More than one quarter of professional footballers who took part in a survey conducted by world players' union FIFPro said that "they suffered from depression or anxiety," according to Brian Homewood of REUTERS. The problem "was even worse among retired players." Thirty-nine percent said that "they were affected." A FIFPro statement said, "Symptoms relating to depression and anxiety are highly prevalent among professional footballers." FIFPro Chief Medical Officer Vincent Gouttebarge, who conducted the research, said, "Contrary to popular belief, the life of a professional footballer has some dark sides." Thirty-two percent of 121 former players interviewed reported "adverse alcohol behavior" and 12% said that "they were smoking." Gouttebarge: "Once the players stop with intensive physical activities they lose their structured life, their social support by trainers and teammates diminishes, they need to find their place in ‘regular' society, and find another occupation" (REUTERS, 4/2). In London, Liam Prenderville reported that of the 180 pro footballers surveyed in total, 19% "reported high levels of alcohol consumption," with 7% "admitting to smoking." Of former players surveyed, "a staggering" 42% "reported general nutrition problems" (DAILY MIRROR, 4/2).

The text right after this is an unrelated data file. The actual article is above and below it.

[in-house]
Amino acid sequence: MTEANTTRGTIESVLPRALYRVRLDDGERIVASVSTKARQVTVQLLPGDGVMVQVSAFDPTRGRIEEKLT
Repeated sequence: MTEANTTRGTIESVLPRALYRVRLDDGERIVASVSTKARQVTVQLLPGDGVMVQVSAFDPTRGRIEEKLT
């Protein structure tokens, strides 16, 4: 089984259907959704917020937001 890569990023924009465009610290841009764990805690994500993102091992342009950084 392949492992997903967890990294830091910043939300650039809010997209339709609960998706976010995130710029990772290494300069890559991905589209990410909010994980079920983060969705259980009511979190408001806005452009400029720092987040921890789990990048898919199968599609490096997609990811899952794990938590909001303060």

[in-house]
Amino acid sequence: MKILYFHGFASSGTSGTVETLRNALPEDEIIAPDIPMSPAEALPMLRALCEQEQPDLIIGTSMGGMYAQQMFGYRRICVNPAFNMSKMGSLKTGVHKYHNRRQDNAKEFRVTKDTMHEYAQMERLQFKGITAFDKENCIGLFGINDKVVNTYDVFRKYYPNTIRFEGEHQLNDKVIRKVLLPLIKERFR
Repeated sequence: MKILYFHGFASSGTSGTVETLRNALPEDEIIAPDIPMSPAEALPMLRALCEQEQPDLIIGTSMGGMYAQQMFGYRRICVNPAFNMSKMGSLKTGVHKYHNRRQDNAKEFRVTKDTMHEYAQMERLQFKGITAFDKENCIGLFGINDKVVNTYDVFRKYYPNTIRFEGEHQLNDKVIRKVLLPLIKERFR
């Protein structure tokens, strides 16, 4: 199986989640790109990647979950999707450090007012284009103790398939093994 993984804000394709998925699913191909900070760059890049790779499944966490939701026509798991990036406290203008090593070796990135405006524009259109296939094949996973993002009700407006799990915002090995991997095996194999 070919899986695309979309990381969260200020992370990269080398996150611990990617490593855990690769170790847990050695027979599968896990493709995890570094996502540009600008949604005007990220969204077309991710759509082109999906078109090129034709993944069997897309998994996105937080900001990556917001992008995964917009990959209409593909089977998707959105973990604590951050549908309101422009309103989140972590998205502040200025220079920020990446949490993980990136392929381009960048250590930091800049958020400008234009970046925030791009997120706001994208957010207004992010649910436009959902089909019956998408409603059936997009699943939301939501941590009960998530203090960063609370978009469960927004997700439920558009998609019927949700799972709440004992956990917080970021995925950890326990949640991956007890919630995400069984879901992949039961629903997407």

Mexico's Senate approved the minutes of reforms to the Sports Law "the same day it received them," according to Mercado & Brito of LA AFICION. The new reforms will "sanction with prison and exemplary fines those fans who commit acts of violence at football stadiums." The Senate approved the reforms with 80 "yes" votes and five abstentions -- meaning "sentences of up to four-and-a-half years in jail and fines" of up to 6,000 pesos ($458). Specific fines and prison sentences were established "for violations including entering the field of play and throwing objects onto the field." Several senators "emphasized that the sport cannot be hijacked by violence" (LA AFICION, 4/1).